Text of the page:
Medicaid expansion cost-share deal would stay put in Warnock, Ossoff bill

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A Georgia Senator has introduced a bill to expand Medicaid at 100% federal costs for states who did not take the money under ACA.



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Newly seated U.S. Sen. Raphael Warnock of Georgia unveiled legislation Friday, Feb. 5, to give states that skipped out on early Medicaid expansion equal federal cost-sharing coverage if they join later.

The bill, called the “States Achieve Medicaid Expansion (SAME)” Act, aims to quell concerns over possible future changes to the federal-state payment arrangement for Medicaid under the Affordable Care Act (ACA), which has been a stumbling block for many states opposed to full coverage expansion.

Its leader sponsors are Warnock and U.S. Sen. Mark Warner of Virginia. Georgia’s U.S. Sen. Jon Ossoff, who teamed with Warnock in the 2020 elections to flip both of the state’s Senate seats, is also joined on the bill.

Currently, the federal government pays 100% of the costs for the first three years for states that provide Medicaid to residents with incomes up to 138% of the federal poverty level, the definition of full coverage. Georgia is set to partially expand coverage this year but remains among about a dozen states that have declined full expansion.

Warnock, a Democrat who is Georgia’s first Black senator and remains senior pastor of Atlanta’s Ebenezer Baptist Church, campaigned on a platform to expand Medicaid, institute a national $15-an-hour minimum wage and bolster voting rights. He called his bill a push to blanket all Americans with health-insurance coverage.

“Health care is a human right, and for too long, too many Georgians have been denied access to affordable health care through Medicaid,” he said. “I’ve long believed that expanding Medicaid in Georgia is an important step toward making affordable health care for all a reality.”

Medicaid enrollment has spiked during the COVID-19 pandemic that began last March. In Georgia, Medicaid rolls increased by 338,000 between March and December 2020, raising the total number of children, adult and family recipients to roughly 2,104,000, according to state Department of Community Health (DCH) data.

Opponents have warned covering thousands more people could bust Georgia’s budget for Medicaid, even with the extra federal spending. Currently, the federal government pays about two-thirds of the more-than $10 billion Georgia spends on Medicaid each year.

Critics also worry policy changes now could saddle Georgia with costly terms for jumping on the full-expansion train late in the ballgame, years after other states joined the Obama-era health-care program.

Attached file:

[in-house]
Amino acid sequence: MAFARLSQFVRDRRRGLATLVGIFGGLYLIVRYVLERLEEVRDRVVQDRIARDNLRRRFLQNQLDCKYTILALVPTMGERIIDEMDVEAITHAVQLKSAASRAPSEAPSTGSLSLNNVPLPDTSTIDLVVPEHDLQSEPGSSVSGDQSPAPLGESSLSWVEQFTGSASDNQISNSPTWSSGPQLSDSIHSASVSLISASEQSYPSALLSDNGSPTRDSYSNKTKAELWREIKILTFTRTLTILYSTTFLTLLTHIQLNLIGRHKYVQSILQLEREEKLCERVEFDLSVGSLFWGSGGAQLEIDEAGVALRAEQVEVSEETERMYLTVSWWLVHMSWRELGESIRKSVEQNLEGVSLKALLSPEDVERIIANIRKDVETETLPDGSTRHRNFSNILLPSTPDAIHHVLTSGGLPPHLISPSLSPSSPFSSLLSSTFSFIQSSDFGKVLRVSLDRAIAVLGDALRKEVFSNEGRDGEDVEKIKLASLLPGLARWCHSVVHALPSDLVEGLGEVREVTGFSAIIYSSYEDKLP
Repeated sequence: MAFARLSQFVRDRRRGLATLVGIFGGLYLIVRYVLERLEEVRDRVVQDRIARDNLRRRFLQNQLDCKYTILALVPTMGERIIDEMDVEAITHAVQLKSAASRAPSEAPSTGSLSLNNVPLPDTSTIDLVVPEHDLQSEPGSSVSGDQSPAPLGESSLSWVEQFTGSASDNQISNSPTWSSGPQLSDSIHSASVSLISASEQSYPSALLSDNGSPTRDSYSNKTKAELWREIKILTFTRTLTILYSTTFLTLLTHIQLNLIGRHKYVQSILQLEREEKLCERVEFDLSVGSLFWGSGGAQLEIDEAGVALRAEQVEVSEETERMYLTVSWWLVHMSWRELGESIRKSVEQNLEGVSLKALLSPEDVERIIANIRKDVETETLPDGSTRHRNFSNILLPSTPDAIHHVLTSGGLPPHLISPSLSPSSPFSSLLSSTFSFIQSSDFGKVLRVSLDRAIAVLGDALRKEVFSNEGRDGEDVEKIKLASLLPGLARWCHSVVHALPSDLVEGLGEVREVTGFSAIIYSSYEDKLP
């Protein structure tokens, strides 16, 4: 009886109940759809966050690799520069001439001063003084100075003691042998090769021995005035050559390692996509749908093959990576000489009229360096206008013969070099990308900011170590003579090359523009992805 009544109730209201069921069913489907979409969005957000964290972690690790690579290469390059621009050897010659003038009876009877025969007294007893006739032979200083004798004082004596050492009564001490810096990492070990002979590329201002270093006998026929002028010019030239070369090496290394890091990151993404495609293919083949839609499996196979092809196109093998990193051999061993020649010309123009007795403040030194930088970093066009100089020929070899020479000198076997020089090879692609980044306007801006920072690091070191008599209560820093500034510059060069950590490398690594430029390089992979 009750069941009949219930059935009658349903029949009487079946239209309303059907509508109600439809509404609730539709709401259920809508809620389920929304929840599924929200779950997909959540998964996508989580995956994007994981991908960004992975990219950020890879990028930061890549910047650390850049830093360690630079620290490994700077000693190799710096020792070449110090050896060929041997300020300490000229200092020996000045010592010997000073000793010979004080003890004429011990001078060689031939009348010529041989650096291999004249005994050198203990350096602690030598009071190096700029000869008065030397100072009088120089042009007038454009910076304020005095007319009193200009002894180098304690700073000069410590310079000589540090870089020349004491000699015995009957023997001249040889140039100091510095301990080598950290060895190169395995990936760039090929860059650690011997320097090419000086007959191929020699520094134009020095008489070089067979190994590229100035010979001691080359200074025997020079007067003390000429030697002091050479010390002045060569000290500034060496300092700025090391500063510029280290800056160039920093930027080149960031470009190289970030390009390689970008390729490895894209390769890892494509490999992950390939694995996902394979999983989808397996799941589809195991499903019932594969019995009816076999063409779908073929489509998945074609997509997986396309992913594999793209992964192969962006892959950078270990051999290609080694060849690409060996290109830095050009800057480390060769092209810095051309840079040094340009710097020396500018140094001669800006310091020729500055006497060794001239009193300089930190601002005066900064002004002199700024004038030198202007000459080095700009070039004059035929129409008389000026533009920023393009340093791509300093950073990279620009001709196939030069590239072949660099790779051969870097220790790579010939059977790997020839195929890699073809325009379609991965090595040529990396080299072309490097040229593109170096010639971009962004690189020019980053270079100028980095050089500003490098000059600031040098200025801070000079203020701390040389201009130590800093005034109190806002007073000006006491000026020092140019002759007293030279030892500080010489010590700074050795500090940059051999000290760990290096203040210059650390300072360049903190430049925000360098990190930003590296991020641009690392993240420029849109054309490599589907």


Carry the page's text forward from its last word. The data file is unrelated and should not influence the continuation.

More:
“I don’t know if the federal government will ever return to a period of budget austerity,” Chris Denson, policy and research director for the nonprofit Georgia Public Policy Foundation (GPPF), said last week (week of Jan. 24). “But there’s always a chance that the feds will drop that matching rate.”

Medicaid coverage is now available for Georgia adults with incomes about 35% below the federal poverty line, as well as children in households making up to 138% above the poverty line and low-income senior, blind and disabled adults.

Gov. Brian Kemp, a Republican, gained federal approval last October from the Trump administration for a partial Medicaid expansion, covering adults earning up to 100% of the poverty level. That would cover about 50,000 Georgians, according to state estimates.

Kemp’s plan also requires Georgia Medicaid recipients to work, attend school or volunteer at least 80 hours each month – a controversial provision critics argue strips deserving low-income Georgians and families of a safety net.

Warnock’s bill leveling Medicaid cost-sharing percentages stands a good chance to win approval in Congress, thanks to his and Democratic co-campaigner Ossoff’s wins in last month’s runoff elections.

Warnock and Ossoff defeated Georgia’s two incumbent Republican senators, shifting control of both chambers in Congress to Democrats at the same time President Joe Biden – a Democrat – took office.

Ossoff, who is Georgia’s first Jewish senator and currently the chamber’s youngest member, called his colleague’s bill both a moral document and good incentive for states like Georgia that have not expanded Medicaid.

“This bill would ensure Georgia gets the same funding as other states that expanded Medicaid years ago – and create even more incentive for our state government to do what should have been done a decade ago and expand Medicaid for Georgia families,” Ossoff said.

Both of Georgia’s new senators have been busy since taking office on Jan. 20. They have called for showering Georgians with more dollars for COVID-19 pandemic relief, as well as bolstering voting rights even as Republican state lawmakers move to put new restrictions on absentee voting.


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